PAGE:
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WILL IIIby M. R. Smith

With the word “green” being so often used and abused as a marketing tool—often with minimal concession to anything remotely “sustainable”—it’s understandable if people tend to tune out to any significance the word may have. But when constructing a building, using all manner of wood, metal, plastic, stone, concrete, glass, insulations, glues, paints, wiring, and systems—some people like knowing that the source of the materials is a responsible one, that the design takes into consideration proper land use, insulation, and energy efficiency, and that renewable energy sources can meet most—if not all—needs on the premises.

If somebody is looking for a “green” builder to meet the above criteria, they need look no further than New Paltz-based William Whitsfield Johnson the Third, aka Will III (pronounced Will Three). And if anyone tells you that “green” building is not “sustainable” profit-wise in the homebuilding market, they should be sure to tell Will too. If he has time to talk, that is. He’s a very busy man these days.

Some of us lived in dormitories when we went to college; Will III lived in an elaborate treehouse he built himself, out of found materials. An art major at the University of Georgia—he grew up in Decatur, near Atlanta—he put himself through school with carpentry work before dropping out and moving to New York City with his girlfriend in 1988. Though he was getting some contractor work in the city, and doing some superintendant work, he found himself spending more time in the Hudson Valley. “When my friends in Woodstock asked me to work on their properties that’s when it really came together for me. They were really creative, and had travelled the world….(they) influenced me a lot.” Pretty soon he made the move upstate in 1990, working for a contractor whose specialty was dismantling and moving barns to new locations, and either re-assembling or recycling them. When the contractor retired, Will “inherited” the equipment and employees, assumed the moniker “Will III,” and was soon in business for himself, building in the Hudson Valley.”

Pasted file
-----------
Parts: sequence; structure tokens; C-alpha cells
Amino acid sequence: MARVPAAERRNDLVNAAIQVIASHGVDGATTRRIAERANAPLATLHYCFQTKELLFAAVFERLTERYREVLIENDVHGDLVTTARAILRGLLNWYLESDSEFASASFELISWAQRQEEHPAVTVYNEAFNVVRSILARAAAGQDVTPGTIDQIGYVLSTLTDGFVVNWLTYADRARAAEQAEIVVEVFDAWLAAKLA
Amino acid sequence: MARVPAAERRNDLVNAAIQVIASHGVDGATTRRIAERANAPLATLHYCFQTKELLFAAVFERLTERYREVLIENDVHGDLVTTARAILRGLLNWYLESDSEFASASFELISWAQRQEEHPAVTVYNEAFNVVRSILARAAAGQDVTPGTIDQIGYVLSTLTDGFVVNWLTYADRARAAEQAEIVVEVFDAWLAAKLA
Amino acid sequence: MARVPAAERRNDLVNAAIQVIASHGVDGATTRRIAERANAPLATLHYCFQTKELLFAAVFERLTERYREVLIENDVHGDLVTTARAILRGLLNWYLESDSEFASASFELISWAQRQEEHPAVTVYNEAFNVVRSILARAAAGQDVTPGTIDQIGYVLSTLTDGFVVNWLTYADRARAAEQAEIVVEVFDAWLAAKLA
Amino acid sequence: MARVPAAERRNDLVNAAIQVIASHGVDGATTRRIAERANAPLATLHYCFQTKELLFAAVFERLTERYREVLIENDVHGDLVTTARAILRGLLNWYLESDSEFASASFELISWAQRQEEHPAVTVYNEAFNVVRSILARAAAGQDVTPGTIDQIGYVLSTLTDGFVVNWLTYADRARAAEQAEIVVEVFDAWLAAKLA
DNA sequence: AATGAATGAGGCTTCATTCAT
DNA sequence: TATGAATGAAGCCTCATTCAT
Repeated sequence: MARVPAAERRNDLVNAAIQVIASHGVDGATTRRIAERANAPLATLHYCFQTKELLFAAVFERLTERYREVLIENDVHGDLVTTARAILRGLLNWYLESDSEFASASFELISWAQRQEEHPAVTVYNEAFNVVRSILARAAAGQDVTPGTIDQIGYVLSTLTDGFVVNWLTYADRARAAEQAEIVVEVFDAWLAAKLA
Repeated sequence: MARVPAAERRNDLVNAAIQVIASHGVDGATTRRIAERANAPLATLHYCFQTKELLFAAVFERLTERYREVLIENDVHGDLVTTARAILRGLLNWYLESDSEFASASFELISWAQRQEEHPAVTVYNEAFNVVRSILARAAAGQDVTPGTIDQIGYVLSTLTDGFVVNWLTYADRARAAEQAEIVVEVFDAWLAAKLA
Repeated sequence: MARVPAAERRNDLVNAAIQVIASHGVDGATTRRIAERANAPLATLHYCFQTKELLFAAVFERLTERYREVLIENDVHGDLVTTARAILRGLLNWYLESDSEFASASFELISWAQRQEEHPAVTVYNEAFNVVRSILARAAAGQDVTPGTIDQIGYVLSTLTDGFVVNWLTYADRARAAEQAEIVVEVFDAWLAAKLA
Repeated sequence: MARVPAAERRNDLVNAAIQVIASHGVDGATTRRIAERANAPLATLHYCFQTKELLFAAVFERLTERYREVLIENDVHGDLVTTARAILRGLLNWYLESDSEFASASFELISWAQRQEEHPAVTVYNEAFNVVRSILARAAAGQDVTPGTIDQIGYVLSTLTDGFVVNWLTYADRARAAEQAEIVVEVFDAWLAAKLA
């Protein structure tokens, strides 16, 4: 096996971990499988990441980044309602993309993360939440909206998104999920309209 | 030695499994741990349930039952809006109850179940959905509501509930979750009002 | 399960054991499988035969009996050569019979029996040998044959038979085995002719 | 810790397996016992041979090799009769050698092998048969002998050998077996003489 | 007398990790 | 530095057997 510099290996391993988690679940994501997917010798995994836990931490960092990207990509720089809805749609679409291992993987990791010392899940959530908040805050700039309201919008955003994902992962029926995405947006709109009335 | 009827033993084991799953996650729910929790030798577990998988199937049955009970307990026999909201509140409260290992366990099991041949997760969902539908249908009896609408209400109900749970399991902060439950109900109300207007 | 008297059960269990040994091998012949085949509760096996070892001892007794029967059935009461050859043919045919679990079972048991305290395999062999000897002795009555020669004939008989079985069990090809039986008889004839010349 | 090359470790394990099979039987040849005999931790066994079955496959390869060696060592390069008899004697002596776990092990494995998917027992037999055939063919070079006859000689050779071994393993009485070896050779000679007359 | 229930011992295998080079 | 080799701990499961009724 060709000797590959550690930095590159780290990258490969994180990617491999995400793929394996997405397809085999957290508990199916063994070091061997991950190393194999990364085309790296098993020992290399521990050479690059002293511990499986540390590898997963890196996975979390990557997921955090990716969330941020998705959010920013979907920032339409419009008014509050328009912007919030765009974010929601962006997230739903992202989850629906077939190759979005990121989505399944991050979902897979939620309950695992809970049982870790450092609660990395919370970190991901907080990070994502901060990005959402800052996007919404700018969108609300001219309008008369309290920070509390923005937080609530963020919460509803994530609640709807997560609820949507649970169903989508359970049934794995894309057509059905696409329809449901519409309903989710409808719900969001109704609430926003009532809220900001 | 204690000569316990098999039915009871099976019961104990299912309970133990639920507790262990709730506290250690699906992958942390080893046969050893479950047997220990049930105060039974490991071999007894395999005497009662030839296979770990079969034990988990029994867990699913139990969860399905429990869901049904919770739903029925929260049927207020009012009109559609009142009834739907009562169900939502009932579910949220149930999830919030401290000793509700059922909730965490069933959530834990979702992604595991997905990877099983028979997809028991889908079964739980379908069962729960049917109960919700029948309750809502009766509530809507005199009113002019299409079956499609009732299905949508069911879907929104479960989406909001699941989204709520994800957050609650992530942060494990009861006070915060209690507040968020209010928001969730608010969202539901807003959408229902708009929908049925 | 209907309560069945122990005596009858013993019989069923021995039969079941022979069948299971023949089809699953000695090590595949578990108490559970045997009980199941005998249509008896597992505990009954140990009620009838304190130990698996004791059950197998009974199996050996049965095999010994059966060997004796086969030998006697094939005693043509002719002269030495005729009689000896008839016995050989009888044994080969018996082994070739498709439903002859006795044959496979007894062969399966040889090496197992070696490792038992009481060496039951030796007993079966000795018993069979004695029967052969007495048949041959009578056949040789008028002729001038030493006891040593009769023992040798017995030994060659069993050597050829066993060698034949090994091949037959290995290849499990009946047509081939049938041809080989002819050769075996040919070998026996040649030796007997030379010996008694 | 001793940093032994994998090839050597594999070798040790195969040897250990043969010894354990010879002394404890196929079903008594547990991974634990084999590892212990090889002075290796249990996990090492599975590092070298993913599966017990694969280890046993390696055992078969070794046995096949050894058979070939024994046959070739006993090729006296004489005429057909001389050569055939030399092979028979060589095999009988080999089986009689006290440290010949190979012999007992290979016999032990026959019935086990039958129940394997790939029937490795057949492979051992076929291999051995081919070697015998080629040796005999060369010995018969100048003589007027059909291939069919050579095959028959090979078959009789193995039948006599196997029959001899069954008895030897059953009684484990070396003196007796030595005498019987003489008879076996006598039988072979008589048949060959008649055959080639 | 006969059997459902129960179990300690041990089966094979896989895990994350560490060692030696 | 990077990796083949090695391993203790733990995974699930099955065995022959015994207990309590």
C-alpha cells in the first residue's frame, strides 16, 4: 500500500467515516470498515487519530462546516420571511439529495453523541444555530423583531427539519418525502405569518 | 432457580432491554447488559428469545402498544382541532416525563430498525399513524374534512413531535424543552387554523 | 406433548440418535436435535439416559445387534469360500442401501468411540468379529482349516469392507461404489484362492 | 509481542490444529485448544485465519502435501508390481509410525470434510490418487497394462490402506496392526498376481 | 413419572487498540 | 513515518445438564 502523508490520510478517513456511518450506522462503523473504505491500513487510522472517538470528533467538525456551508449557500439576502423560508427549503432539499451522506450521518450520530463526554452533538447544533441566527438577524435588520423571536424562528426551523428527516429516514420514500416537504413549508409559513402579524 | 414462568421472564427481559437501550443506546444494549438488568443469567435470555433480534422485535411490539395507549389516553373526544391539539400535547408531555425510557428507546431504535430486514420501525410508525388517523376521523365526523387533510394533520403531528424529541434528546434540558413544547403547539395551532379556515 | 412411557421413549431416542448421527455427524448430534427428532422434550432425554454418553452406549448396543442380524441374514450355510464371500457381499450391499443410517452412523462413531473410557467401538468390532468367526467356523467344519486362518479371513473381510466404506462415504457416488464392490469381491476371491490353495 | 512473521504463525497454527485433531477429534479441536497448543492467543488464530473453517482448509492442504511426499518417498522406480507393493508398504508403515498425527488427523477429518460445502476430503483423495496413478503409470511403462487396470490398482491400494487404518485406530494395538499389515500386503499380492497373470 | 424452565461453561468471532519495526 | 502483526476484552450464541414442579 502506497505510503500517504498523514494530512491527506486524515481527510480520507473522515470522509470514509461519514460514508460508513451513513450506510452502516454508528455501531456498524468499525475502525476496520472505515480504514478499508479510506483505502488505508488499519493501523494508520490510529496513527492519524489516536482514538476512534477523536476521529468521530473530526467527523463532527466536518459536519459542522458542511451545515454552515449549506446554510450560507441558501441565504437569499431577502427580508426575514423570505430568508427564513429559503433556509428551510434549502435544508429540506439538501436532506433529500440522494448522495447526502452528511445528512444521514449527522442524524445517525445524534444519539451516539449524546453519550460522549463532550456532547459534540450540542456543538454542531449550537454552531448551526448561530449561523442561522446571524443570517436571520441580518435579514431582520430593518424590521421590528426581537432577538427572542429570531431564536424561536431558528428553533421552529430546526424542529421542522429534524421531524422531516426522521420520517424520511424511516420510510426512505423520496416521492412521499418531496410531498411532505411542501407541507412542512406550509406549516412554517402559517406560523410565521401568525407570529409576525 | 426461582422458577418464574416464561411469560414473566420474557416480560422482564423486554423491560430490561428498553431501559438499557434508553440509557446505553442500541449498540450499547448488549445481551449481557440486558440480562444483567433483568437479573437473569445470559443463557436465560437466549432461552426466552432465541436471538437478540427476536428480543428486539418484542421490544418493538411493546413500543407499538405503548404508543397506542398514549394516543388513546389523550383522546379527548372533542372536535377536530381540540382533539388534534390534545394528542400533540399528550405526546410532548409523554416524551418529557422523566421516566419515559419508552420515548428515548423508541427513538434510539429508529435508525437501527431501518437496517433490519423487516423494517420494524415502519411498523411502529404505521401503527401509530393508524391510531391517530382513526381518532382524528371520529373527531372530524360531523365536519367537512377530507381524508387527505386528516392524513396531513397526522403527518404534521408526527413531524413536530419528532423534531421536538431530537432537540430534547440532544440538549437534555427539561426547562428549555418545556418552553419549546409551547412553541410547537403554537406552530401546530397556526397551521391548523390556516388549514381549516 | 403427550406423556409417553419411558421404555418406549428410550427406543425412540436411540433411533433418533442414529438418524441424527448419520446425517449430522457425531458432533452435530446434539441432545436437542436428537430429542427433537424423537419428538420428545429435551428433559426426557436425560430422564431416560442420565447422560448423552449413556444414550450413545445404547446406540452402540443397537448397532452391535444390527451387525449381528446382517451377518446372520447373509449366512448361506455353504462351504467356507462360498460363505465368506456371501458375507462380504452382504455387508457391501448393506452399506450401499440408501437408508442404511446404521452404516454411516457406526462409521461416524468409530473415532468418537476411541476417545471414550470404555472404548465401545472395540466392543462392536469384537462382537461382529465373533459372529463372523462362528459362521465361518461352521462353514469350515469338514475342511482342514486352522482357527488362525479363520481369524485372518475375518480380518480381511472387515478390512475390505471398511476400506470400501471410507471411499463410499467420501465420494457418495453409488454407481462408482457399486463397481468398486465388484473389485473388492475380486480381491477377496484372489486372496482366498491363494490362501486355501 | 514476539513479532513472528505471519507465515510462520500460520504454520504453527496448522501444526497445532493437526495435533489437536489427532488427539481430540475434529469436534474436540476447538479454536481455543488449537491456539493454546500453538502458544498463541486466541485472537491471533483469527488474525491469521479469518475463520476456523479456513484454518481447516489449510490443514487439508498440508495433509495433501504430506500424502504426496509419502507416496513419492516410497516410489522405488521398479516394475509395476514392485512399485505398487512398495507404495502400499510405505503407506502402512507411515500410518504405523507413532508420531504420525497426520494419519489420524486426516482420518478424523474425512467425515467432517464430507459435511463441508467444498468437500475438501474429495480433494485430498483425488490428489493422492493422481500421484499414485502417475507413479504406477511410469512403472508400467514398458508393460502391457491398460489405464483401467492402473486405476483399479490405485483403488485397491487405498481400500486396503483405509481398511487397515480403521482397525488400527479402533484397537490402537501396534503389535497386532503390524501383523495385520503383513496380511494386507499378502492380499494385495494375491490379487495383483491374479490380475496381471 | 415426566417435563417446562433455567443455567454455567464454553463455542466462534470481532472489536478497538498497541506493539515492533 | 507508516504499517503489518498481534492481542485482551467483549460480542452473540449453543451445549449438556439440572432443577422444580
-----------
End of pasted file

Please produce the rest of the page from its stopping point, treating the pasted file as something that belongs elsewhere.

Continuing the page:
So what exactly does a self-professed “green” builder like Will III do differently than a “non-green?” First consideration is available materials: are there any onsite that can be successfully harvested or recycled? For harvested, Will likes locally available white pine; “Back in the day when we were colonies the English claimed the tallest (white pines) as the property of the King, as masts for the ships. I try to avoid wood that’s trucked in from California.” If there’s a usable existing structure, Will prefers to incorporate it into the design. “It’s such a waste to just destroy it, when you can take it, change it, use the foundation, whatever parts of it are good.”

Wood planks and beams from demolitions are de-nailed and reused. Outdoor exposed wood can be used inside, most barn floorboards are good and thick, easily reclaimed. Will also favors “mushroom wood” for siding: wood that has been used in mushroom growing and harvesting, and has a resulting variegation of grain color and texture.

All wood has to be from honest sources: Will favors Woodstock Wood Supply and Rothe Lumber, both of which only deal with sustainably harvested products, often plantation-grown. Recent improvements in lightweight high-insulating concrete also make that a “responsible” option.

“One of the things about being a (responsible) builder is that you’re really working with the community. If you’ve been there awhile, and can pick materials straight from the community, what could be more sustainable than making sure you’re building with stuff from the neighborhood, and providing local jobs (in the process)?”

So: local materials, local crew, and low carbon footprint in acquiring materials. The next consideration is heating/cooling and insulation. Insulation in particular is not the most bio-friendly of materials, and though some clients will go the less-expensive fiberglass route, Will advocates the use of SIP’s: structural (pre-)insulated panels for walls and roofs, as they tend to have a higher “R” value, which indicates an insulator’s resistance to heat flow. It goes without saying: insulation is the main key to energy efficiency.